My grandfather was diagnosed with glaucoma when I was 8 years old. For most of my life, however, the term glaucoma was foreign to me. My grandfather’s disease was always described as “high eye pressure.” Childhood visits to India included accompanying him to the renowned Aravind Eye Hospital, which is located not far from our local village. Despite having advanced vision loss at the time of his diagnosis, my grandfather was able to retain useful vision until his death with medical and surgical interventions (Figure).
Years later, my grandfather’s sister also started to experience gradual vision loss. Unfortunately, because of the COVID-19 pandemic, she was delayed in receiving appropriate care and thus experienced severe and advanced vision loss before being diagnosed with glaucoma.
Stories such as this from within my own family led me to consider several questions:
- How common is glaucoma?
- Considering that many individuals have a family history of the disease, why is there no screening paradigm, especially in developing nations?
- What interventions are in place to address these shortcomings?
My family hails from a village outside the major city of Coimbatore, Tamil Nadu, India. For part of my childhood, traveling to school meant riding on dirt roads in cattle-driven carriages. Over the years, the dirt roads have become paved highways, and local tea stalls have been replaced by fast-food restaurants. Despite these transitions, health literacy, especially with regard to eye care, continues to be a significant social issue.
THE BURDEN OF GLAUCOMA
In 2019, approximately 40 million people in India were living with blindness. Glaucoma is the third most common etiology (behind refractive errors and cataracts) and the most common irreversible cause of blindness. It is estimated that 8.5% of the global population has the disease. In lower- and middle-income countries throughout the world, nearly 75% of cases of glaucoma are undiagnosed, compared with 90% in India. This poses a significant social and economic burden on the population.1
Many population-based studies have been conducted to evaluate the prevalence of glaucoma in India, including the Vellore Eye Study, Andhra Pradesh Eye Disease Study, Aravind Comprehensive Eye Survey, Chennai Glaucoma Study, and West Bengal Study. These studies have highlighted that, although primary open-angle glaucoma may be more common in India, patients with primary angle-closure glaucoma may be two times more likely to become blind.
SHORTCOMINGS IN TRAINING
One of India’s primary challenges in managing glaucoma is the population burden. Even with a diagnosis rate of less than 10%, the disease burden in the country is significant enough that most cases of glaucoma must be diagnosed and managed by general ophthalmologists as opposed to glaucoma specialists.2-7 Furthermore, there may be shortcomings in current training programs. In the Chennai Glaucoma Study, a significant number of patients who were diagnosed with primary open-angle glaucoma actually had primary angle-closure glaucoma.8 This reflects a discrepancy in gonioscopy skills and structured ophthalmic residency training.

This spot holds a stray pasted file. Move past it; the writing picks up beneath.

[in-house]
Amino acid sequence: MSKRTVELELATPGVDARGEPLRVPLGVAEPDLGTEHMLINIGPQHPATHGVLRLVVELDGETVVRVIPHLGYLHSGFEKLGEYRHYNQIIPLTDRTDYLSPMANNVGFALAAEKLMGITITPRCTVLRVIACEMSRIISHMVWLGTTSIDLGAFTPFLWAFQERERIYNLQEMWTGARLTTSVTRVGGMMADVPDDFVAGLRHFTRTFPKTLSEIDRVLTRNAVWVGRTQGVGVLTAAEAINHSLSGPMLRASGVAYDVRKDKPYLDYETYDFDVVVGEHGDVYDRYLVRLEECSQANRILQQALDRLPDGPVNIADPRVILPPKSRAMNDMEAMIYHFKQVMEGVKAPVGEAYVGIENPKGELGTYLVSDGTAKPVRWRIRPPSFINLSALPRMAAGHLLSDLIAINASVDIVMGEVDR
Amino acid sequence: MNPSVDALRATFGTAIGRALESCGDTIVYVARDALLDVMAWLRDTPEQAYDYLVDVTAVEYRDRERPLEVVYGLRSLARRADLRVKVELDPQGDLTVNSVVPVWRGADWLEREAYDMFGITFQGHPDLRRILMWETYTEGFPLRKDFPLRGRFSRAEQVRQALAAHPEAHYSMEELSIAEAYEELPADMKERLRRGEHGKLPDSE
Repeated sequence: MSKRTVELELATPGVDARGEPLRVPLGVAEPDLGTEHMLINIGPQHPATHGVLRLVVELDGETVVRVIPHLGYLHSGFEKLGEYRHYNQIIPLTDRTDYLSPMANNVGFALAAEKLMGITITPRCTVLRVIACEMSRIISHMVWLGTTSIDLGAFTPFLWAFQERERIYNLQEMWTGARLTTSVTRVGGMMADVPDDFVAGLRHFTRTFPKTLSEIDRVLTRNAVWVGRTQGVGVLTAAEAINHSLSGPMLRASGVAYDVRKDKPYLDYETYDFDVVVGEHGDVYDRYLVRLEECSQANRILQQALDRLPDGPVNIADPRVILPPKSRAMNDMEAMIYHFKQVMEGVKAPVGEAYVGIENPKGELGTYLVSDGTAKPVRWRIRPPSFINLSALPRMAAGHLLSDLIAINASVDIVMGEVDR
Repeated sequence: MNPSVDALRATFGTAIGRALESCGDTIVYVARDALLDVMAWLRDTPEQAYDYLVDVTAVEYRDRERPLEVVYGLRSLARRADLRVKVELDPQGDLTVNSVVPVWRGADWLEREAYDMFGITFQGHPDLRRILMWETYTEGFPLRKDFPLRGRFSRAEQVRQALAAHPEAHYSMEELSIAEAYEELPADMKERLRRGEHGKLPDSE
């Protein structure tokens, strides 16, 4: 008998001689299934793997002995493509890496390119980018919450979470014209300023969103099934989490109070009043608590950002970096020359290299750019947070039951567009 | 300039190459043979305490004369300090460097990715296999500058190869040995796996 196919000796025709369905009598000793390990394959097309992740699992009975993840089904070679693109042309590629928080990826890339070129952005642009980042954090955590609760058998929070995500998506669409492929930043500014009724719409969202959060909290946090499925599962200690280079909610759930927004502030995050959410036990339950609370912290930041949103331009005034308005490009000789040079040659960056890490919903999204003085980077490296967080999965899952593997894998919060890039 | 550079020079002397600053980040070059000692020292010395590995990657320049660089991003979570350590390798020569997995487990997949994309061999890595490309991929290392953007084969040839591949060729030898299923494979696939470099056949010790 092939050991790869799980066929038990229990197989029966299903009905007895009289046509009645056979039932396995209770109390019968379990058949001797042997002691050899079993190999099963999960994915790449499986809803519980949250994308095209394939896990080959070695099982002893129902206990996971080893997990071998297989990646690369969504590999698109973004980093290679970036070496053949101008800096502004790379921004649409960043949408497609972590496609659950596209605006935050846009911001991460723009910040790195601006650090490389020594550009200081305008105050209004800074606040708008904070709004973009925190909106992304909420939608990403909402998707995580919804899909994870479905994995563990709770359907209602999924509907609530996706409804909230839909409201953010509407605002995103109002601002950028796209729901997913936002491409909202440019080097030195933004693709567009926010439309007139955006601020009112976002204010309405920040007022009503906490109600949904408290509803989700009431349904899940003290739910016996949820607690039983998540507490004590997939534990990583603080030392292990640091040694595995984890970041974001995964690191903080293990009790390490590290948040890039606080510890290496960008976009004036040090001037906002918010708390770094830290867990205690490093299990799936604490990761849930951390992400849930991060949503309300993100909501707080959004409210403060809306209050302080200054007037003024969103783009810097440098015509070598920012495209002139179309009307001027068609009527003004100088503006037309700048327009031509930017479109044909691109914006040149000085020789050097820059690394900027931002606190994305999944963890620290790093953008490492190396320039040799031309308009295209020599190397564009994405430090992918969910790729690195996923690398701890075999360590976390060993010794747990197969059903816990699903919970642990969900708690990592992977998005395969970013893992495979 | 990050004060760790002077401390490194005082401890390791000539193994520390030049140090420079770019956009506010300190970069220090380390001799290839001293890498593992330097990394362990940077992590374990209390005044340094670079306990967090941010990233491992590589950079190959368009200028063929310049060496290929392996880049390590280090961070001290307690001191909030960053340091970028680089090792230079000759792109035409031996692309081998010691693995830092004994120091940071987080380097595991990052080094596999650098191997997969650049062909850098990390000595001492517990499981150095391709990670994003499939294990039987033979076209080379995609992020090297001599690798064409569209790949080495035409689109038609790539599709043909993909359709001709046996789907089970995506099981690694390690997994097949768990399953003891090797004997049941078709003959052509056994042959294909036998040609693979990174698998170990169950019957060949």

ACCESSIBILITY TO SCREENINGS AND TREATMENT
A disproportionate cost burden exists for patients with glaucoma who live in rural areas compared with those who live in cities. In a study evaluating a tertiary care center in India, patients from rural areas spent 170% more on travel, food, and lodging than patients from the city. Furthermore, even among lower-income groups, patients residing in cities spent 13.4% of their monthly income on medication, whereas those residing in rural areas spent 17.43%. When the costs of travel, lodging, and lost wages are included, the average consolidated cost for patients living in rural areas rose to 42% of their monthly income. Most patients from these areas work in unorganized sectors (eg, farming) and earn daily wages; they therefore typically pay direct out-of-pocket costs for their glaucoma treatment.9
Potential management strategies to alleviate the cost burden include using generic alternatives and emphasizing the importance of regular eye care. The latter may be accomplished through glaucoma education programs, which could be provided in the form of videos or personal counsel in patients’ local language. Local government efforts to target these rural areas have started to germinate in the form of vision screening centers and information dissemination organizations.
Glaucoma continues to pose a significant health care burden in India, especially among lower-income and rural families. These challenges may be mitigated by improving training programs so that they are more structured and address common skills gaps among ophthalmology trainees and by improving access to screening and treatment for lower-income and rural patients.
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9. John D, Parikh R. Cost-effectiveness of community screening for glaucoma in rural India: a decision analytical model. Public Health. 2018;155:142-151.